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The 41st JUACEP Seminar

Janualy 20, 2017

Prof. Richard Laine of Univ. Michigan gave a talk at the 41st JUACEP Seminar with the title "Mixes-metal oxide nanopowder used to process dense single and multi-layer flexible thin (10-40µm) films including Li+ superionic electrolytes."

Current fabrication methods used to produce thin ceramic films include traditional tape casting,spin casting of precursor solutions or vapor deposition methods. For the most part, tape casting relies on doctor blading slips made from ceramic powders with particle sizes > 0.5 µm. Consequently, sintering to full densities generally leads to final grain sizes of 2-5 µm. This in turn limits final film thicknesses typically to 40-50 µm simply to avoid films just a few grains thick, to limit susceptibility to brittle failure during further processing. In contrast spin-coating sol-gel and ceramic precursors can often provide uniform and sometimes epitaxial films (depending on substrate) but typically at thicknesses of just 1-5 µm and often only by repeated coating because of the very significant volume changes that occur as precursors transform to a dense ceramics. Vapor deposition is often used to process very high quality thin films, especially in the electronics industry but is equipment intensive and again thicknesses beyond about 5 µm are sometimes quite tedious to process. Thus, there is considerable need for rapid, facile and low cost routes to 5-40 µm thick dense (or porous) ceramic films that offer superior mechanical properties but also versatility in the types of ceramic materials that can be made. We present here, a simple method of making such films using wire-wound roller coating methods to cast thin polymer/ceramic nanopowder (NP) composites that can be made as single layers or laminated to make multiple ceramic laminates that on sintering provide dense single oxide thin films, ceramic composite thin films and ceramic/metal composite thin films. Several examples will be discussed including superionic lithium ion conducting electrolytes and cathode materials as well as some novel oxide materials.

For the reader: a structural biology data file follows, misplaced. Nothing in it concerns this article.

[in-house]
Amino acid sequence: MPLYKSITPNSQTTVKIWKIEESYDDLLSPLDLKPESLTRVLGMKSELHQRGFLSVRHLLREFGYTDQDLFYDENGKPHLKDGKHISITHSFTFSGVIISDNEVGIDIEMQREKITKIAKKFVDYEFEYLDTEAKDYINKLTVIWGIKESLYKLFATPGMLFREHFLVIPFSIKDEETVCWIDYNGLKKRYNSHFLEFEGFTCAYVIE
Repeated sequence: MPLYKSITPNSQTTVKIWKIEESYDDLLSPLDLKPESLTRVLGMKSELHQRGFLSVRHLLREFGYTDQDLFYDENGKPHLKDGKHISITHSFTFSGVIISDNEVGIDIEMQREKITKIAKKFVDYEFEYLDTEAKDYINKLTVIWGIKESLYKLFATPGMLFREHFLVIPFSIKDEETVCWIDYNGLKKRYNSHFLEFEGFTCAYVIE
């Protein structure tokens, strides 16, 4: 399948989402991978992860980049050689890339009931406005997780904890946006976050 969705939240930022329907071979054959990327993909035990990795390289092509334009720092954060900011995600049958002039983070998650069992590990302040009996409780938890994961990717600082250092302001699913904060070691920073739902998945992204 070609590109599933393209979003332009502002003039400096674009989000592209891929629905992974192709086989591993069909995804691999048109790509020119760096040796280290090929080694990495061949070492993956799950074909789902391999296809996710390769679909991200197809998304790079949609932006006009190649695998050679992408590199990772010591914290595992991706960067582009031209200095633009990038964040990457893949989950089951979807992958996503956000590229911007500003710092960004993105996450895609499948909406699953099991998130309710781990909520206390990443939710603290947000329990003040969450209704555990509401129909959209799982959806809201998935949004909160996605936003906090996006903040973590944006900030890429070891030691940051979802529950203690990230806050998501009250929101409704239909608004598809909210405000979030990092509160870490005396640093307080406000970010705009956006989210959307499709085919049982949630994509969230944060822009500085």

Graduate School and School of Engineering,Nagoya University
Furo-cho, Chikusa-ku, Nagoya,
464-8603, JAPAN

mail juacep-office@engg.nagoya-u.ac.jp